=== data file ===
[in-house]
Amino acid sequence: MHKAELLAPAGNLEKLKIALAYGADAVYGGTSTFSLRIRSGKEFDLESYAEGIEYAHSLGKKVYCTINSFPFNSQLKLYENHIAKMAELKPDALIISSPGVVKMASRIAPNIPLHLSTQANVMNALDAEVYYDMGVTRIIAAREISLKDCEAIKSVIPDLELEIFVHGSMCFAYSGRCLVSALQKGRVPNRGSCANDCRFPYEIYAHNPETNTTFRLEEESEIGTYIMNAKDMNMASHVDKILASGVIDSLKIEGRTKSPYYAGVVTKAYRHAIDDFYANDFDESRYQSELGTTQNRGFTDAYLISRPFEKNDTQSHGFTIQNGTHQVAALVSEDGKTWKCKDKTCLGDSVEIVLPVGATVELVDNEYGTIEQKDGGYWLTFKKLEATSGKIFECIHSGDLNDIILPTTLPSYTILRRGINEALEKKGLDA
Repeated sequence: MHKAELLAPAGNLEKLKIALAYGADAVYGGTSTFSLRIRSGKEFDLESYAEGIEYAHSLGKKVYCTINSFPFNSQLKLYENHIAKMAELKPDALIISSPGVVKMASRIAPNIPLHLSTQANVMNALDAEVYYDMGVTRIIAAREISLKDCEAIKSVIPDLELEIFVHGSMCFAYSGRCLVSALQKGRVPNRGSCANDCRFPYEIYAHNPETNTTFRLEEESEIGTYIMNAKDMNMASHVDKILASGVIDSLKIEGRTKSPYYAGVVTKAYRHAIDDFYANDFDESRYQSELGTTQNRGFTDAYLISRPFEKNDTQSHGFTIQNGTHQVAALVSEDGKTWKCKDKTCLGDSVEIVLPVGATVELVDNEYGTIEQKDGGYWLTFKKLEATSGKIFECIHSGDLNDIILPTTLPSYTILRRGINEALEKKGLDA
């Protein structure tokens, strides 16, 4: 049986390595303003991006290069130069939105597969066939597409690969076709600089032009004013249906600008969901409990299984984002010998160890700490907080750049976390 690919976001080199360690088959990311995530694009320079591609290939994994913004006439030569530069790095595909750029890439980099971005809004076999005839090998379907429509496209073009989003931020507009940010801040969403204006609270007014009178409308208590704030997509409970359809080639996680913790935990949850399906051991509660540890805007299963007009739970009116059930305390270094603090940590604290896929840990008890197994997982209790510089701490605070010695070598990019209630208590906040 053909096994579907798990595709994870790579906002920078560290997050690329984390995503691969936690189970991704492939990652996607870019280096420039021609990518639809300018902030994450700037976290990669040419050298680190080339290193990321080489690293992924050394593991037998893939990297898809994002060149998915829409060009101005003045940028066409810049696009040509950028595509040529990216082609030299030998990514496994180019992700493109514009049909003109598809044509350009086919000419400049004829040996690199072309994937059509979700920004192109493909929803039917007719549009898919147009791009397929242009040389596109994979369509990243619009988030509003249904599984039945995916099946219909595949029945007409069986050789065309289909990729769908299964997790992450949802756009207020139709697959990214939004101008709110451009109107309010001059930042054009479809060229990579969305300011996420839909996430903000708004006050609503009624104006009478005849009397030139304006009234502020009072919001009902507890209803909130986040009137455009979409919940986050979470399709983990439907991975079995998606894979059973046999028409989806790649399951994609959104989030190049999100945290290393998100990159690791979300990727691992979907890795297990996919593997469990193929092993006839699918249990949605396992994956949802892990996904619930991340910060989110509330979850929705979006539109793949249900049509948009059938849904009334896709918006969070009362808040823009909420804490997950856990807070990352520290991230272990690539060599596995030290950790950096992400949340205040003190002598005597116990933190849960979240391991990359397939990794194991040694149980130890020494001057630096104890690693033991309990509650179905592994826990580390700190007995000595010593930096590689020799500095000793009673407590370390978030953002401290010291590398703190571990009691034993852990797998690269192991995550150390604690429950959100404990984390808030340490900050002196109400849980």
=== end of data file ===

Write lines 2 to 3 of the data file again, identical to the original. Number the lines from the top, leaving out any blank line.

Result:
Amino acid sequence: MHKAELLAPAGNLEKLKIALAYGADAVYGGTSTFSLRIRSGKEFDLESYAEGIEYAHSLGKKVYCTINSFPFNSQLKLYENHIAKMAELKPDALIISSPGVVKMASRIAPNIPLHLSTQANVMNALDAEVYYDMGVTRIIAAREISLKDCEAIKSVIPDLELEIFVHGSMCFAYSGRCLVSALQKGRVPNRGSCANDCRFPYEIYAHNPETNTTFRLEEESEIGTYIMNAKDMNMASHVDKILASGVIDSLKIEGRTKSPYYAGVVTKAYRHAIDDFYANDFDESRYQSELGTTQNRGFTDAYLISRPFEKNDTQSHGFTIQNGTHQVAALVSEDGKTWKCKDKTCLGDSVEIVLPVGATVELVDNEYGTIEQKDGGYWLTFKKLEATSGKIFECIHSGDLNDIILPTTLPSYTILRRGINEALEKKGLDA
Repeated sequence: MHKAELLAPAGNLEKLKIALAYGADAVYGGTSTFSLRIRSGKEFDLESYAEGIEYAHSLGKKVYCTINSFPFNSQLKLYENHIAKMAELKPDALIISSPGVVKMASRIAPNIPLHLSTQANVMNALDAEVYYDMGVTRIIAAREISLKDCEAIKSVIPDLELEIFVHGSMCFAYSGRCLVSALQKGRVPNRGSCANDCRFPYEIYAHNPETNTTFRLEEESEIGTYIMNAKDMNMASHVDKILASGVIDSLKIEGRTKSPYYAGVVTKAYRHAIDDFYANDFDESRYQSELGTTQNRGFTDAYLISRPFEKNDTQSHGFTIQNGTHQVAALVSEDGKTWKCKDKTCLGDSVEIVLPVGATVELVDNEYGTIEQKDGGYWLTFKKLEATSGKIFECIHSGDLNDIILPTTLPSYTILRRGINEALEKKGLDA